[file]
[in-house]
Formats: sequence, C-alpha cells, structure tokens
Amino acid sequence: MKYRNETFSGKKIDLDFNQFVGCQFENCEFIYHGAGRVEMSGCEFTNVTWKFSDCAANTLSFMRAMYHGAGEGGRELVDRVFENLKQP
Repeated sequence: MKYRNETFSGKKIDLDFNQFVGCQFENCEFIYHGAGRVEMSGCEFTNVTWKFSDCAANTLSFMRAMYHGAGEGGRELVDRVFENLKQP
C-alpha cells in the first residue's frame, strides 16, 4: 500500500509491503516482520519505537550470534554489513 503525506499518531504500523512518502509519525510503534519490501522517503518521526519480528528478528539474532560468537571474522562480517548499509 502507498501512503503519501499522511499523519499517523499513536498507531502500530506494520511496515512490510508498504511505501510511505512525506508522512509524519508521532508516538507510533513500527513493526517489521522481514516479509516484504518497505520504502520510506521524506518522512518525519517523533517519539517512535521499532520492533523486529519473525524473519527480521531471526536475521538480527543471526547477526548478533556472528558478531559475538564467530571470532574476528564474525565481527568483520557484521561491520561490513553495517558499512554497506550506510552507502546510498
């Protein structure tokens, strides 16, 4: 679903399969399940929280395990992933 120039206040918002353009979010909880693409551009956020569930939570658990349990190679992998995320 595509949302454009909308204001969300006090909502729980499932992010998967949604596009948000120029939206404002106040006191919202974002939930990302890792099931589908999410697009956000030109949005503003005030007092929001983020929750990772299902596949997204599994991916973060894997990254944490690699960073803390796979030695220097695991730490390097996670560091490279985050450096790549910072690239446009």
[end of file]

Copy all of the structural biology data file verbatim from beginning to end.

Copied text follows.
[in-house]
Formats: sequence, C-alpha cells, structure tokens
Amino acid sequence: MKYRNETFSGKKIDLDFNQFVGCQFENCEFIYHGAGRVEMSGCEFTNVTWKFSDCAANTLSFMRAMYHGAGEGGRELVDRVFENLKQP
Repeated sequence: MKYRNETFSGKKIDLDFNQFVGCQFENCEFIYHGAGRVEMSGCEFTNVTWKFSDCAANTLSFMRAMYHGAGEGGRELVDRVFENLKQP
C-alpha cells in the first residue's frame, strides 16, 4: 500500500509491503516482520519505537550470534554489513 503525506499518531504500523512518502509519525510503534519490501522517503518521526519480528528478528539474532560468537571474522562480517548499509 502507498501512503503519501499522511499523519499517523499513536498507531502500530506494520511496515512490510508498504511505501510511505512525506508522512509524519508521532508516538507510533513500527513493526517489521522481514516479509516484504518497505520504502520510506521524506518522512518525519517523533517519539517512535521499532520492533523486529519473525524473519527480521531471526536475521538480527543471526547477526548478533556472528558478531559475538564467530571470532574476528564474525565481527568483520557484521561491520561490513553495517558499512554497506550506510552507502546510498
């Protein structure tokens, strides 16, 4: 679903399969399940929280395990992933 120039206040918002353009979010909880693409551009956020569930939570658990349990190679992998995320 595509949302454009909308204001969300006090909502729980499932992010998967949604596009948000120029939206404002106040006191919202974002939930990302890792099931589908999410697009956000030109949005503003005030007092929001983020929750990772299902596949997204599994991916973060894997990254944490690699960073803390796979030695220097695991730490390097996670560091490279985050450096790549910072690239446009």